May is just around the corner! And with it comes National Home Improvement month. Homeowners across the country are planning to tackle remodeling projects. However, too often the last thing that homeowners focus on is how to affordably pay for work that goes beyond a can of paint or a few swings of a hammer. Since remodeling costs can run from the hundreds of dollars easily into the thousands, it’s appropriate to take time and consider the best financing and money-saving options.
Buying on credit
For do-it-yourself projects, labor isn’t a relevant cost but materials are. Before pulling out a credit card, check to see if there are discounts available or cash back when purchasing items from certain stores. Does a credit card from the store that you’re buying materials offer any ‘same as cash’ incentives such as no-interest if paid in full within a set amount of time? This may be a good option if you’re disciplined enough to pay off the debt in the allotted time frame. If not, interest charges on these types of store cards could easily top 20 percent annually.
If you’re considering paying for remodeling with credit, visit Trellis and receive housing counseling that could help clarify a complicated decision.
Also, for qualified homeowners, Trellis and other nonprofits in the community have affordable loan and even grant products that could be tapped to pay for remodeling.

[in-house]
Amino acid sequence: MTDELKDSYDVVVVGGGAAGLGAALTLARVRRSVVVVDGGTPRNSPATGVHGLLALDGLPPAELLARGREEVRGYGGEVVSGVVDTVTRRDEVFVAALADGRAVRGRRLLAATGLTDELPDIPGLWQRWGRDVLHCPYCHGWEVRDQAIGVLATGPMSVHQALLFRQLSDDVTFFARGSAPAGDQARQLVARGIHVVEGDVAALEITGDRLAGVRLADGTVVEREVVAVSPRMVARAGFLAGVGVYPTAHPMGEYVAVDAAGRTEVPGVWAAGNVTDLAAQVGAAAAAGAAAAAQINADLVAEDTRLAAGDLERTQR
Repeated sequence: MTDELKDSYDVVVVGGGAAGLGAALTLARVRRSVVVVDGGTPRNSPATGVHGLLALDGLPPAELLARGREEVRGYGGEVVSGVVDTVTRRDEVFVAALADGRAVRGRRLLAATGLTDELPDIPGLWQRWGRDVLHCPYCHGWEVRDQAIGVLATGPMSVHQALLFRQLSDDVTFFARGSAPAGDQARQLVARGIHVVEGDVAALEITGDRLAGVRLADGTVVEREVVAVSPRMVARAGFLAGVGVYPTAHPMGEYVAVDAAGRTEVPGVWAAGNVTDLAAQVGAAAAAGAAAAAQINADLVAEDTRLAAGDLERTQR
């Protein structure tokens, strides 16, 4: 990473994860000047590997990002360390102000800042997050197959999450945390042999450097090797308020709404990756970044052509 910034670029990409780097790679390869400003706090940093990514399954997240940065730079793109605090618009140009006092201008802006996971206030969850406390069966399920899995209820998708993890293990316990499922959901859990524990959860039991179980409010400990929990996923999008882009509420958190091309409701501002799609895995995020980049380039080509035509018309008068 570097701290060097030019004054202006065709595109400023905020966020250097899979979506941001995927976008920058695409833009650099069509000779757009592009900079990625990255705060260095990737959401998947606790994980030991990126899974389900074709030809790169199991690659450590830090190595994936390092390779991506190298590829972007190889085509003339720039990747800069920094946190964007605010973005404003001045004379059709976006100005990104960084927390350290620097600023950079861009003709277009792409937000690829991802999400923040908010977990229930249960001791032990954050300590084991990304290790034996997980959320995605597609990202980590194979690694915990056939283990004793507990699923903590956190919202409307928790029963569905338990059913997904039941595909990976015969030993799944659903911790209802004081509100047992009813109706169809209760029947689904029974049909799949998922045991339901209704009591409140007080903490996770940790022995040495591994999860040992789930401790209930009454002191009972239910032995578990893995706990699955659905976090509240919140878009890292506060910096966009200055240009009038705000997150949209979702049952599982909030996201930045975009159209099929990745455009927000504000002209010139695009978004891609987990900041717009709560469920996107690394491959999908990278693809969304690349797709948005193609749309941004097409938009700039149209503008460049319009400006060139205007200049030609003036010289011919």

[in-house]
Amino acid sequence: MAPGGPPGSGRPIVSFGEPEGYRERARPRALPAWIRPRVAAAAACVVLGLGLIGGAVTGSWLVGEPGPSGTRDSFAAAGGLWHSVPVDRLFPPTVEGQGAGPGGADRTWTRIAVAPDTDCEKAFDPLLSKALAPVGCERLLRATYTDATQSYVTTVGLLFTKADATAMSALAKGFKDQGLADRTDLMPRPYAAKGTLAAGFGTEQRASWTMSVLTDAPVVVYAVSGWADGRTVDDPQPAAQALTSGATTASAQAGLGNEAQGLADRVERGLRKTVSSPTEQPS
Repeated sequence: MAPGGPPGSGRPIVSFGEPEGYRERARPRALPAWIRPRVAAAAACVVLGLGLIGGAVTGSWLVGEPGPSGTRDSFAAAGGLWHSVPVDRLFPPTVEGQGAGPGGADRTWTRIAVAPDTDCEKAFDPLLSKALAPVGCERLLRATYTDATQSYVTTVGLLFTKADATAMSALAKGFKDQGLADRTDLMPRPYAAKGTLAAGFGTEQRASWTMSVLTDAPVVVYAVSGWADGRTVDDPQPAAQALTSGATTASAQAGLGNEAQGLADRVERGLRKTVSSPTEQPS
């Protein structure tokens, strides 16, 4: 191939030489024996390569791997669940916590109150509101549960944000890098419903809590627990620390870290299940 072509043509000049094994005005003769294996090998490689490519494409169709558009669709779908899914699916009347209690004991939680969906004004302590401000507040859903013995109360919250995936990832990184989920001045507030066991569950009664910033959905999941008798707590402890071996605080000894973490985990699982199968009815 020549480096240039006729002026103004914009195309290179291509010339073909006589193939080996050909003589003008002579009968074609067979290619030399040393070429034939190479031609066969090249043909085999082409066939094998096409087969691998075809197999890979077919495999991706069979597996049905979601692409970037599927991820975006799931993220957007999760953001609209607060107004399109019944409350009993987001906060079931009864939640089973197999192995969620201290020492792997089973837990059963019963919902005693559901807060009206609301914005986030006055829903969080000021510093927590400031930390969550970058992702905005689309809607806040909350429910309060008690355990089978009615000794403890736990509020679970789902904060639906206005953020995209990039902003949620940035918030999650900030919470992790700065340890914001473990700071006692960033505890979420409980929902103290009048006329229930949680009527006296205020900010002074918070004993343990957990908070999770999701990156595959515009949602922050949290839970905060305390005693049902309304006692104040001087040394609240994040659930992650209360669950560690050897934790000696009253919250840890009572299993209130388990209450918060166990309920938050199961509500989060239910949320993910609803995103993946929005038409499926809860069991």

Rent the tools you need
Most people have a hammer in the house, but not everyone owns all of the tools necessary for more than a minor repair. If you’ll need more tools than what’s sitting under the sink or gathering dust behind boxes in a garage, consider renting them. Larger home improvement stores rent tools at a fraction of the purchase price. Why buy a tool to cut stone, ceramic tile or lumber when it could be rented for a lot less?
Moreover, there may be a tool library in your community. Tool lending programs have been popping up across communities, recognizing that especially in lower income communities, the cost of maintenance shouldn’t be an obstacle to keeping a home well maintained and updated.
Another great option is borrowing a tool from a neighbor. A survey from NeighborWorks America last summer found that 86 percent of people believe that a neighbor would lend them a tool or help out in other ways.
Be sure you know how to operate the tools and take all necessary safety precautions. Many rental places offer training on the safe and proper use of many tools.
Put that tax refund back into your home
Two-thirds of taxpayers expect to receive a refund this year. According to the Internal Revenue Service, roughly one in seven taxpayers wait until the final day. Whether you’ve waited until the last minute or already have a refund in hand, a way to use the cash is to help pay for a remodeling project.
Even if your refund isn’t near the average of just above $3,000, combining any refund received with other funds is a way to lower any interest costs that come with borrowing to pay for a home remodeling project.
So this month, or whenever you choose to tackle a home remodeling project, keep an eye on the financial side of things. It will make living with the finished project that much sweeter if lingering costs aren’t interfering with enjoying the fruits of all that labor.